- NASA’s Spitzer Space Telescope spotted a region of the Milky Way that is building stars at a rapid pace.
- These so-called “Star Factories” are filled with gas and dust that form into all manner of stars.
- Over time, some stars die, sending material flying and fueling the formation of new stars.
NASA’s Spitzer Space Telescope is no more. The space agency declared the trusty observatory dead back in January of this year, but it shot so many incredible images during its extensive time in space that it’s going to take some time to appreciate all of them.
Now, NASA’s Jet Propulsion Laboratory is highlighting one particularly stunning image that Spitzer captured during its stint in space, and it’s pretty incredible. It’s a nebula known by the modest moniker W51, but what it lacks in a flashy name it more than makes up for with its star-building power. It’s considered one of the biggest “star factories” in our entire galaxy, and it’s doing some incredible work.
Stars don’t just pop into existence. They have to be built slowly from gas and dust that accumulate over time. As this material gathers, the gravitational pull of the star seedling grows with it, and more and more material is drawn in. Once enough of the right material has gathered, the intense pressure inside the would-be star begins to generate fusion reactions. It’s that fusion that powers the newborn star.
“Star factories” like W51 happen to have a whole lot of the right kind of material on hand, and as stars form, live, and die, the dust and gas are recycled into new stars. As each star forms, it clears the region around it, while also exerting gravity on anything nearby.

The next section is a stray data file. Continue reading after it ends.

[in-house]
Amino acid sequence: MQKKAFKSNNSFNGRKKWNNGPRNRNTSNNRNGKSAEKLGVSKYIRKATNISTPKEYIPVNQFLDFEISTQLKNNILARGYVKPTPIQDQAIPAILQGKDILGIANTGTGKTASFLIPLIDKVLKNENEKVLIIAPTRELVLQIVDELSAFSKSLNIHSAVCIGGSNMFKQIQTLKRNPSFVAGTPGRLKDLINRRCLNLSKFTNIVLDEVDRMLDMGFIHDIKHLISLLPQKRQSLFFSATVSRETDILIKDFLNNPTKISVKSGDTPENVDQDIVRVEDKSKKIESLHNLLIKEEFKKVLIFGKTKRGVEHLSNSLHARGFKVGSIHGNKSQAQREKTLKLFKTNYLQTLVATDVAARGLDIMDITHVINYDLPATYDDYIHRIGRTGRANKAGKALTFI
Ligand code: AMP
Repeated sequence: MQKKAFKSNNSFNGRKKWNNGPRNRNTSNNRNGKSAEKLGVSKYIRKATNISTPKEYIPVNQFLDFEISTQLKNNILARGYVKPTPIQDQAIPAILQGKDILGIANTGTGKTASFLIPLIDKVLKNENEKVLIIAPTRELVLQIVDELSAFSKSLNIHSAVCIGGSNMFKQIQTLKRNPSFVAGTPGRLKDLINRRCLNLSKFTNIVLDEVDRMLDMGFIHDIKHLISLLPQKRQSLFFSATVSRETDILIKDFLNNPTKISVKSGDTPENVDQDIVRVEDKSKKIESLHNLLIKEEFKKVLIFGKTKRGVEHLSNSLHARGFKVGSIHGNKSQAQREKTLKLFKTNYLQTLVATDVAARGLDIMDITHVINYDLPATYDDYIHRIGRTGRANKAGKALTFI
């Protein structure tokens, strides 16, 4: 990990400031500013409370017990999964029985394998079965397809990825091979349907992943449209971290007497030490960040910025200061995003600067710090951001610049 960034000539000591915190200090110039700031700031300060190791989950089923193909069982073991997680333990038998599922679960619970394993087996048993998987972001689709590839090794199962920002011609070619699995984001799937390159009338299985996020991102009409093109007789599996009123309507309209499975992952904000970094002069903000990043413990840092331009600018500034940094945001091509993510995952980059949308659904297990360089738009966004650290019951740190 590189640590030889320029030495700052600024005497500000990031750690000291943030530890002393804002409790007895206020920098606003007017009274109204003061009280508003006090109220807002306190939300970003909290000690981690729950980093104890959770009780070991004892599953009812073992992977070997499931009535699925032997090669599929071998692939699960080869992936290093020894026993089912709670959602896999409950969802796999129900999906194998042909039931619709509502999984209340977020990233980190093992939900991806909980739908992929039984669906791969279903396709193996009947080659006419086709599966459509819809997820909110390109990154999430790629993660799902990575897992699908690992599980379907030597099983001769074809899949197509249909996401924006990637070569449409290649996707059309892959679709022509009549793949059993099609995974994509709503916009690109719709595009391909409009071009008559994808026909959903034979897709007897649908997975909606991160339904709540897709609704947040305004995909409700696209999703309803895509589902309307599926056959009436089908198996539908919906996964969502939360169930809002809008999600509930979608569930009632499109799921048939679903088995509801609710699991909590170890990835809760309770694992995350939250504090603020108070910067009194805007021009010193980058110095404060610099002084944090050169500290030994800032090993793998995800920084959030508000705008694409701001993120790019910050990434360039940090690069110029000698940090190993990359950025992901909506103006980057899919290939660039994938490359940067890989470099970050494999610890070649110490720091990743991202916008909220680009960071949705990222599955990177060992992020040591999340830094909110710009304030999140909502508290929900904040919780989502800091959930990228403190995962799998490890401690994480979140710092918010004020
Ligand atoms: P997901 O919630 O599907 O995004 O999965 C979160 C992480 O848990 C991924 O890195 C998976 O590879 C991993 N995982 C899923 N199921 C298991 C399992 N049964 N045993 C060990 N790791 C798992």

“The dust and gas in the region are swept around even more when those stars die and explode as supernovas,” NASA’s Jet Propulsion Laboratory explains. “On the nebula’s younger left side, many stars are just beginning to clear away the gas and dust in the same way the stars in the older region have done. It’s apparent that many of these young stars are in the process of forming bubbles of empty space around themselves.”
Understanding how stars are born and the lifecycle that follows is incredibly important since as far as we know, stars are vital to life on planets. Being able to watch a star factory in action is a real treat for scientists.
“We can’t observe star-forming regions in other galaxies in anywhere near the level of detail that we can in our own galaxy,” Breanna Binder of California State Polytechnic University said in a statement. “So regions like W51 are really important for advancing our understanding of star formation in the Milky Way, which we can then extrapolate to how star formation proceeds in other, nearby galaxies.”